One of the world's leading independent research centers for drilling and well technology is Rogaland Research in Stavanger. It has a staff of 250, including 50-60 Ph.Ds, and a wide range of facilities including the well-known Ullrigg Drilling and Well Center.
The institute is currently involved in a number of advanced well projects, covering such areas as drillstring dynamics, cuttings transport, hard rock drilling, near-bit sensor technology, rotary steering and window milling.
While some of the work takes the form of joint industry projects (JIPs), the institute's most comprehensive assignment at present is its part of the European Union's Thermie supported Advanced Wells program. For this two-year program which is due to end late this year, Rogaland Research is using one of the Ullrigg test wells for full-scale testing of a range of new technology.
Originally, it was to extend the U1 well from 1,070 meters to 2,000 meters, including a horizontal section, by drilling through the hard rock of the basement augengneiss. However, the rock proved so hard that it was impossible to achieve the rates of penetration required for the various tests which were planned, according to Rolv Rommetveit, the research manager for drilling and well technology. The project is now to be restructured with part of the testing transferred to Advanced Drilling in Montrose, Scotland.
A lot of work has been carried out on hammer drilling in hard rock, including testing hammers developed by the Swedish company G-Drill and Austria's SDS, giving the institute a good grasp on the necessity of directing all the vibration energy into crushing the rock without destroying the drillstring. "From this work, we have come to understand the physics involved," Rommetveit says. "Now, we are putting this knowledge into optimizing the hammering effect."
The institute has also developed an understanding of the frequency spectrum of the drillstring vibrations as a means of monitoring the condition of the drillstring, a capability which is of special importance to hammer drilling.
Alternative techniques such as putting jet pumps downhole to assist traditional tri-cone drilling are also being tested.
Another focus is on developing near-bit sensor technology, with the aim of providing more accurate information on drill bit position and behavior through real-time measurement close to the bit - in current configurations, MWD instruments can often be several tens of meters behind the bit.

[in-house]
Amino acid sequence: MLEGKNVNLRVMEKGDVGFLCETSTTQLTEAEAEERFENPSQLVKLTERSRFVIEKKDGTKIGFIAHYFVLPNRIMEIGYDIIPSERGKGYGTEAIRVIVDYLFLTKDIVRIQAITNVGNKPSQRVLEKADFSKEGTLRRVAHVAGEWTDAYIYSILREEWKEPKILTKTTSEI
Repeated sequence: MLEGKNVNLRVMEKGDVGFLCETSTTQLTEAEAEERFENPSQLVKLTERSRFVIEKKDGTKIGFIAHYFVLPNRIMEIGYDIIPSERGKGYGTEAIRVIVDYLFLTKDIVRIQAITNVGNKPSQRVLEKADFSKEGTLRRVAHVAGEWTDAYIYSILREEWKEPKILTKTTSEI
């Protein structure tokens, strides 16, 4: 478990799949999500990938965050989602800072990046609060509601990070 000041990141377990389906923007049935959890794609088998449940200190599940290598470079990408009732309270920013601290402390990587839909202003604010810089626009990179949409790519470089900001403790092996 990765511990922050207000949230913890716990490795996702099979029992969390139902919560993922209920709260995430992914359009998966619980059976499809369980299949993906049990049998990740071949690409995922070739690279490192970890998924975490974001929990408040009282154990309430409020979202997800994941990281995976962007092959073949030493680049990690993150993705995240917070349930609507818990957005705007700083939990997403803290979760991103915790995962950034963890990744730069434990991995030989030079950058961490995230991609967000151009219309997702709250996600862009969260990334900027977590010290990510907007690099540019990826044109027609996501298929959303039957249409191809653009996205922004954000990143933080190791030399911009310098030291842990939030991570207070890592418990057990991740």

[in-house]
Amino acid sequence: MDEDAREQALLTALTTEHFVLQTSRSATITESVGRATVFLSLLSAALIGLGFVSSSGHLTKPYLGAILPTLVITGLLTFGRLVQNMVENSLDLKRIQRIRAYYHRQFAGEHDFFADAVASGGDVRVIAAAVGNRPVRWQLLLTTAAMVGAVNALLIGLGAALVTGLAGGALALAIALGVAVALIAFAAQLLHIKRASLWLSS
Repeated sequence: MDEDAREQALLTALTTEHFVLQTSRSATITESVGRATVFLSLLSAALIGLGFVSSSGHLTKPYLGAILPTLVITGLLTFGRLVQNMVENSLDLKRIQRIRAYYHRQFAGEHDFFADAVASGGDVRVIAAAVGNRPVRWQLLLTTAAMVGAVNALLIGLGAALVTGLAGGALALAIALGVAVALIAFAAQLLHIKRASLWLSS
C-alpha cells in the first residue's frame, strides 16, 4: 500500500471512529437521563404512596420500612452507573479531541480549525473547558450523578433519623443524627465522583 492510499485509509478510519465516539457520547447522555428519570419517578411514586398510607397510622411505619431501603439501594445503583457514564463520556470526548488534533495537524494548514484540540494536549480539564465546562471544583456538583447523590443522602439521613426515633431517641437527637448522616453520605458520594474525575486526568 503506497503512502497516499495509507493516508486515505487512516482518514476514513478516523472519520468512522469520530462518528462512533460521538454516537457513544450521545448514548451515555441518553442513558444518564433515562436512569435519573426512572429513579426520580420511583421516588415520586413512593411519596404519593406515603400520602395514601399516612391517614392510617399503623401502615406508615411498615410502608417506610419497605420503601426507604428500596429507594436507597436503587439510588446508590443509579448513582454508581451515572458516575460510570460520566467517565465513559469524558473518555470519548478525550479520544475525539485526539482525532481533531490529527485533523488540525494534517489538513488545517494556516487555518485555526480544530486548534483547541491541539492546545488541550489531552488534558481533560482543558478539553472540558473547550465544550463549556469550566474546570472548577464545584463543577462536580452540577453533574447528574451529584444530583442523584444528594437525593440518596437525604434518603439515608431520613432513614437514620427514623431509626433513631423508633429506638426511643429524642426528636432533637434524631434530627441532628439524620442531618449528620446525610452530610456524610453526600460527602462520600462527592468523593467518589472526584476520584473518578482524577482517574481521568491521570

The institute is also doing work on improved drilling data (IDD) under a JIP. The initial stage has led to the development of an IDD algorithm which has been incorporated in products now used by a number of service companies to provide improved logging data.
Another of Rogaland Research's assignments under the Thermie project is the testing of rotary steerable drilling systems which offer the much improved control over the placing of the bore which is necessary for long wells with complicated trajectories. The Baker Inteq rotary closed loop system which has now been launched as a commercial product underwent two tests at the Ullrigg center. The results in terms of quality of hole and penetration rate were very encouraging, according to Rommetveit.
The institute is also tackling the problems involved in the transport of cuttings out from the distant and often flat sections of long-reach wells. A small-scale flow loop is to be built and commissioned at the Ullrigg center in which the performance of drilling muds will be tested using gamma densitometers placed at a number of locations along the course.
Two muds will be qualified, one optimized in terms of cuttings transport properties, and the other in terms of environment-friendly properties. Testing is due to take place this autumn.
In a JIP funded by Shell and Agip and performed in conjunction with Transocean, Rogaland Research has also developed a method of window milling using abrasive fluid jets. This technology enables milling to be performed with very low side forces, in turn making it possible to use simple directional control equipment. Compared with equivalent mechanical tools, it requires a much smaller kick-off radius.
The method is suitable for through-tubing operations and enables side-tracks and lateral wells to be drilled more efficiently. It is due to be tested later this year, possibly at the Ullrigg center.
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